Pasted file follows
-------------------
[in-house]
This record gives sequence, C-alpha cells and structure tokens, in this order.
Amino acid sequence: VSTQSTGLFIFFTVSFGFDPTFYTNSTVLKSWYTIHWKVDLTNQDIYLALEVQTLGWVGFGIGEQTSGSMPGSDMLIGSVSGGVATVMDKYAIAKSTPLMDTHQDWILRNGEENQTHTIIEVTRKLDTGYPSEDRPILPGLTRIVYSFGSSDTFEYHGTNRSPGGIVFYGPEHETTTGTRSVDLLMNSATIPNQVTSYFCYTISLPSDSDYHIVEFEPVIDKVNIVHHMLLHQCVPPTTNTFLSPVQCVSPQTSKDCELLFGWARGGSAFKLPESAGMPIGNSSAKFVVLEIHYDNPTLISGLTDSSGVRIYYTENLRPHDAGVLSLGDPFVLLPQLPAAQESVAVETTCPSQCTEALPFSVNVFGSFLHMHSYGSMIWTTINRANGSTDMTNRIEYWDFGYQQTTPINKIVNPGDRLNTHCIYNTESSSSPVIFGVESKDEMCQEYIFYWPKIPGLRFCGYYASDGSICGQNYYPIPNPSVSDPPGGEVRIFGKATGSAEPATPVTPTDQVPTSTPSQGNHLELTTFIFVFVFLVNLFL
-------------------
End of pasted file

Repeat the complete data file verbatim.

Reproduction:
[in-house]
This record gives sequence, C-alpha cells and structure tokens, in this order.
Amino acid sequence: VSTQSTGLFIFFTVSFGFDPTFYTNSTVLKSWYTIHWKVDLTNQDIYLALEVQTLGWVGFGIGEQTSGSMPGSDMLIGSVSGGVATVMDKYAIAKSTPLMDTHQDWILRNGEENQTHTIIEVTRKLDTGYPSEDRPILPGLTRIVYSFGSSDTFEYHGTNRSPGGIVFYGPEHETTTGTRSVDLLMNSATIPNQVTSYFCYTISLPSDSDYHIVEFEPVIDKVNIVHHMLLHQCVPPTTNTFLSPVQCVSPQTSKDCELLFGWARGGSAFKLPESAGMPIGNSSAKFVVLEIHYDNPTLISGLTDSSGVRIYYTENLRPHDAGVLSLGDPFVLLPQLPAAQESVAVETTCPSQCTEALPFSVNVFGSFLHMHSYGSMIWTTINRANGSTDMTNRIEYWDFGYQQTTPINKIVNPGDRLNTHCIYNTESSSSPVIFGVESKDEMCQEYIFYWPKIPGLRFCGYYASDGSICGQNYYPIPNPSVSDPPGGEVRIFGKATGSAEPATPVTPTDQVPTSTPSQGNHLELTTFIFVFVFLVNLFL